A Reason for Doubt: Because Freud Was Right

Jason Micheli —  October 2, 2013 — 5 Comments

Skeptical BelieverLast week I solicited responses from you, asking you to give me your best case for NOT believing in God.

One of the responses I received was brief but cutting:

“Rather than insisting (with no evidence to support it) that God exists, doesn’t it seem much more reasonable that humans simply needed a ‘god’ to give their lives meaning and morality?

And doesn’t it make sense that as society increasingly needs ‘god’ less for meaning and morality that people would believe in him less?

And isn’t that exactly what we see happening in modern, scientific cultures?”

Whether the writer here did so purposefully I don’t know, but he’s channeling Sigmund Freud’s primary critique of religion.

Say what you will about Freud’s bona fides as a psychoanalyst, his analysis of both religion and literature remains incisive and compelling.

I remember the first time I read Freud’s The Future of an Illusion and Moses and Monotheism, both as a second year at UVA. I’d only been a Christian for a few years, and after read those two books I was pissed off for weeks.

On the one hand, Freud’s critiques of religion were wild, sweeping speculations, made with very little ‘hard’ evidence to support them and demanding of readers precisely the very thing he’d set out to dismiss: faith.

On the other hand, I’d been a Christian long enough- and I’d been an atheist long enough before that- to know that Freud’s arguments were not without merit.

Indeed they were true when considered against a great many strains of Christianity and religion in general.

Religion, Freud argued, is, at root, an expression of our underlying psychological neuroses. In the two books I mentioned and in others, Freud asserts that religion is an attempt to control the Oedipal complex, it’s a means of giving structure (meaning moral and ethical boundaries) to social groups, it’s a form of wish fulfillment, it’s an infantile delusion born out of our need for a Father figure, and it’s an attempt to control the outside world.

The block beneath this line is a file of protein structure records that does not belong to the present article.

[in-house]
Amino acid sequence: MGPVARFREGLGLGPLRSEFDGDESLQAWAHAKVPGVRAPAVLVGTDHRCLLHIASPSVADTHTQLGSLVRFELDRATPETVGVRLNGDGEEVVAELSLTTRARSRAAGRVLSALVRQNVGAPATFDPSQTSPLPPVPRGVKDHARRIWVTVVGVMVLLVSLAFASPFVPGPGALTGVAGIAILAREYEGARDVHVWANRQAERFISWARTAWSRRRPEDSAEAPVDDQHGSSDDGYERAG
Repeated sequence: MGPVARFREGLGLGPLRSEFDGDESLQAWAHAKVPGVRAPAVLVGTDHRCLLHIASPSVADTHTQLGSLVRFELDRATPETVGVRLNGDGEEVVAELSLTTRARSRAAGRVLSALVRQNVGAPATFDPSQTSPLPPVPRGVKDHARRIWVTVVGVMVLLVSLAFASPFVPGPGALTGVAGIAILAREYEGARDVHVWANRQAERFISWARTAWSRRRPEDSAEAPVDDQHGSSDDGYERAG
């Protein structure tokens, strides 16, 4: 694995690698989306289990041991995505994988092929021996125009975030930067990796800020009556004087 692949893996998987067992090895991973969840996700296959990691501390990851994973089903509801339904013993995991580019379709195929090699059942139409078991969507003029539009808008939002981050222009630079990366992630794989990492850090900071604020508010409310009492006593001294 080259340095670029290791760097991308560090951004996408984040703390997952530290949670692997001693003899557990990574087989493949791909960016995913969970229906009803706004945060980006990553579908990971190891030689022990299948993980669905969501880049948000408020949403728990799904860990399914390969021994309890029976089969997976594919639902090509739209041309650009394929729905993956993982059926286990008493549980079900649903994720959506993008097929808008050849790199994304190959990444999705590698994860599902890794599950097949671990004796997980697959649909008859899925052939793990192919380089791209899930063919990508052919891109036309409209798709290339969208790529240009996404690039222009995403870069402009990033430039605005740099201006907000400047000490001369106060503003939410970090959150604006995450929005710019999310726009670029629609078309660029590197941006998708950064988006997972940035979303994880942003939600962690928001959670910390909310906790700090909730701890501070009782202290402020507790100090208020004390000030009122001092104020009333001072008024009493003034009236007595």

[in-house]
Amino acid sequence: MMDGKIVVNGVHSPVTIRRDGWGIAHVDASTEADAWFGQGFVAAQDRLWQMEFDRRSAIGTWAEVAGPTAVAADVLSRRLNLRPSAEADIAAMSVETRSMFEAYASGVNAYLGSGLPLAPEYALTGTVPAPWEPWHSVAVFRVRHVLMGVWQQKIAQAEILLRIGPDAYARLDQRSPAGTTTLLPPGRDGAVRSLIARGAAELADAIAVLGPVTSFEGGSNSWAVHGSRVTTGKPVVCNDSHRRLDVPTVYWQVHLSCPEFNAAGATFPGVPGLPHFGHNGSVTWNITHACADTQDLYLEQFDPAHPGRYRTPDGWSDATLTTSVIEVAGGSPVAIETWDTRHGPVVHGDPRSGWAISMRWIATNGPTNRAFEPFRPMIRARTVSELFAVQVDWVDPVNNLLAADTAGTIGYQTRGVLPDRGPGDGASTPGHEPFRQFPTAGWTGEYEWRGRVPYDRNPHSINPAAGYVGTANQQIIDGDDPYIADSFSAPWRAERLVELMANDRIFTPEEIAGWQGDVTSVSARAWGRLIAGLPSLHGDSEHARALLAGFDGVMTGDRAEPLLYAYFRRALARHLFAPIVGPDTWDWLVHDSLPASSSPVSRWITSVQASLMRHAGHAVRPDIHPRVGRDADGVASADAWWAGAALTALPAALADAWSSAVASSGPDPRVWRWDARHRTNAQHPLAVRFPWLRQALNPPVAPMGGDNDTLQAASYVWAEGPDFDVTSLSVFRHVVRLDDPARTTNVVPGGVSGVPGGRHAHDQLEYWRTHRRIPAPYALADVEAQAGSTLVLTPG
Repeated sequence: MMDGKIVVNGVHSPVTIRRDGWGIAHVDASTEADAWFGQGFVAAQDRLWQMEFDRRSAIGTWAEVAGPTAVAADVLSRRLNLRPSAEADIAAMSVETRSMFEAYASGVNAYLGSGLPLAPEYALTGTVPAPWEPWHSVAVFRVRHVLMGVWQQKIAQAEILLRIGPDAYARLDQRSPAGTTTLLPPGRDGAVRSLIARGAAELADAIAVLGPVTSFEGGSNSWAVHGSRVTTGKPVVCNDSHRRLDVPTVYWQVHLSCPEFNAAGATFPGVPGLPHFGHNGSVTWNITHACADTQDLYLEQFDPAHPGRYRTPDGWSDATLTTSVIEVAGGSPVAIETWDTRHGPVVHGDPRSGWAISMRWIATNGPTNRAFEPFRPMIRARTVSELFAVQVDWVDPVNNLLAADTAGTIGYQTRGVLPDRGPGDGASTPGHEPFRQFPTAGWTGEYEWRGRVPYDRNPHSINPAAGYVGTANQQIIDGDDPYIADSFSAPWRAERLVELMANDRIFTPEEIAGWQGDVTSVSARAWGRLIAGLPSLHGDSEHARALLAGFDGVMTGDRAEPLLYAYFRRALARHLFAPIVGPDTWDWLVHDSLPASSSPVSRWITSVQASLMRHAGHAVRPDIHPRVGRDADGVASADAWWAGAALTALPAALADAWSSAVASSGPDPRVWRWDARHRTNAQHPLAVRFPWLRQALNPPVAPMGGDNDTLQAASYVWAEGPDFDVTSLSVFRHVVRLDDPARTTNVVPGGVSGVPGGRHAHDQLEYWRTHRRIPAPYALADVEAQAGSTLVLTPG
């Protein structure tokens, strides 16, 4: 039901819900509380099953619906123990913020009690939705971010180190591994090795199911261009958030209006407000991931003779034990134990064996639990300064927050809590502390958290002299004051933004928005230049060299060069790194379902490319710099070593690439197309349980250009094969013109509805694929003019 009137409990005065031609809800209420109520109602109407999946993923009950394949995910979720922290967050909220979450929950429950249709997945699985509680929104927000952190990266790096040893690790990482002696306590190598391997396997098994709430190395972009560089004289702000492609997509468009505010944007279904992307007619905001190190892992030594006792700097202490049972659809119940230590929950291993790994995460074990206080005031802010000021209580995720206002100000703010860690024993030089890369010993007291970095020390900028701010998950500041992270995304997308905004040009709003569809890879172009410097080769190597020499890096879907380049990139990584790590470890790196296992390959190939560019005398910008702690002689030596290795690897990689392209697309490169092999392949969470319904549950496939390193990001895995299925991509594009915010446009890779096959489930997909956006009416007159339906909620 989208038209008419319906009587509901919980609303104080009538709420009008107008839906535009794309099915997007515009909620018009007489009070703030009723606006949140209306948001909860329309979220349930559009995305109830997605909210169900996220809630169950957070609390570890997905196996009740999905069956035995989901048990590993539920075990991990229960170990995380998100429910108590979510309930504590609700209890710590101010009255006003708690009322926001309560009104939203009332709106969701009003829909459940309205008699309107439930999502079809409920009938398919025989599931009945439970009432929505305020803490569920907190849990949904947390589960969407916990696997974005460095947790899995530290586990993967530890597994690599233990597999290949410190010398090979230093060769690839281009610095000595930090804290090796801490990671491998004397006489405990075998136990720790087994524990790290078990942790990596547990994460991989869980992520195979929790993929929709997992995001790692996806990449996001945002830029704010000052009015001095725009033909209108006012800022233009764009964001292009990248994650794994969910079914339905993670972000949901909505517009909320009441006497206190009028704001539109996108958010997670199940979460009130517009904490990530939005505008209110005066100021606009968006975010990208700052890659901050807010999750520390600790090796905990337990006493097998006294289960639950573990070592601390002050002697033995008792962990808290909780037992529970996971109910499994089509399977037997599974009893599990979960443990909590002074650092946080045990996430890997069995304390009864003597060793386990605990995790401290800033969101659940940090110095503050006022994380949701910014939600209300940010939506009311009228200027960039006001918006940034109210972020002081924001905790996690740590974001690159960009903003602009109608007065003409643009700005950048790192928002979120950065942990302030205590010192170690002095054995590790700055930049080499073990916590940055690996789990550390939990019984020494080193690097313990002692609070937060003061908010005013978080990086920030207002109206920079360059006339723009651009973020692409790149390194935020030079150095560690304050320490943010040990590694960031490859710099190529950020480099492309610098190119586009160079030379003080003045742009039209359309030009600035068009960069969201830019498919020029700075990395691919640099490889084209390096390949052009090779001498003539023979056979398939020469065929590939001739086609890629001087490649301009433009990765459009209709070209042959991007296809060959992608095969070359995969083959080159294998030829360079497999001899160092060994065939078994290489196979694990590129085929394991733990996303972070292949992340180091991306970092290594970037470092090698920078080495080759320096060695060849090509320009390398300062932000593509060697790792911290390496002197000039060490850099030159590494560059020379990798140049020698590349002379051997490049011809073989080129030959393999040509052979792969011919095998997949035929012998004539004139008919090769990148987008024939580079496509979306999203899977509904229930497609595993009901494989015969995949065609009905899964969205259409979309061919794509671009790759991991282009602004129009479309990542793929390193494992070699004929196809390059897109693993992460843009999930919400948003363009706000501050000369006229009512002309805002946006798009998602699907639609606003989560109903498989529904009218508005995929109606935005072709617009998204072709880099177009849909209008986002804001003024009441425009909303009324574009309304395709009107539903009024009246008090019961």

Dismiss Freud at your peril.

Just think, many fundamentalists, Christian and Muslim, make Freud’s very argument but in reverse: Without God, there’s no moral foundation to the world; there’s no rubric for what constitutes the ‘good.’ Religion is just an artifice then for a certain vision of traditional society.

It’s also true for many Christians ‘Christianity’ is but another label, a way to distinguish us from other tribes. It’s but a baptized form of nationalism.

And we all know that for many religion IS an escape or cover to which people turn to cope with psychological wounds- or, even worse, religion becomes the way people refuse to cope, or even confront, the wounds and painful realities in their life.

And then there’s Freud’s ‘wish fulfillment’ critique. While critiques of certain manifestations of religion are not indictments of religion in sum nor does such a critique even logically approach the existence of a transcendent God, still…there’s enough substance to the argument to give believers pause.

Fact is, Freud is right. A good deal of religion, at least the Christian sphere I know, is actually just human projection and wish fulfillment, reducing the great ‘I AM’ to a god ‘up there’ who answers my prayers, blesses me, and grants my wishes.

Or doesn’t…at which point I get angry and no longer ‘believe’ in him.

The great ‘I Am’ reduced to a magic genie in a celestial lamp.

People often ask me why I have such a problem Joel Osteen.

Honestly, my problems are too many to number, but really they all boil down to this:

Joel Osteen reminds me that Freud was, if not right, not entirely wrong. images

Jason Micheli

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5 responses to A Reason for Doubt: Because Freud Was Right